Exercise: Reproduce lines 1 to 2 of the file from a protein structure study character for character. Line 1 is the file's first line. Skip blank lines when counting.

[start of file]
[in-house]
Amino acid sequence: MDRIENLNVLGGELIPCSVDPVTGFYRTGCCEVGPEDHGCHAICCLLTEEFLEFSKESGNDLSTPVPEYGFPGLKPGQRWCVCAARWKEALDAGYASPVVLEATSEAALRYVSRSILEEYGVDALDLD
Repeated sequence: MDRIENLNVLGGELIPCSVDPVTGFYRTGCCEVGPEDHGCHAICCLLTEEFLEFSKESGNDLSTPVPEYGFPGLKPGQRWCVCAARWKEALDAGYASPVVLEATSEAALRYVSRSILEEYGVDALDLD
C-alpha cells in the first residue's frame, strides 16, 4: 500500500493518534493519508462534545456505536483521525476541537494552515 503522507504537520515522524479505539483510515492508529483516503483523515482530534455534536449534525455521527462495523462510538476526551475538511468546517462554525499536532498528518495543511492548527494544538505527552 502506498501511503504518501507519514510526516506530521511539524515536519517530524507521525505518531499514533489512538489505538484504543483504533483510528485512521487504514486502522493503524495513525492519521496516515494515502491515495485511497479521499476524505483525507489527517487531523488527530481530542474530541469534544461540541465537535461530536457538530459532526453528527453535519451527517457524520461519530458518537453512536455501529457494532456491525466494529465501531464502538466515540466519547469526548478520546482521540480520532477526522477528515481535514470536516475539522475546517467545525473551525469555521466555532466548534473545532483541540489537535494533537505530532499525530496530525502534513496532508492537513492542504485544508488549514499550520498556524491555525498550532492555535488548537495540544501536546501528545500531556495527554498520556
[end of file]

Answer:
[in-house]
Amino acid sequence: MDRIENLNVLGGELIPCSVDPVTGFYRTGCCEVGPEDHGCHAICCLLTEEFLEFSKESGNDLSTPVPEYGFPGLKPGQRWCVCAARWKEALDAGYASPVVLEATSEAALRYVSRSILEEYGVDALDLD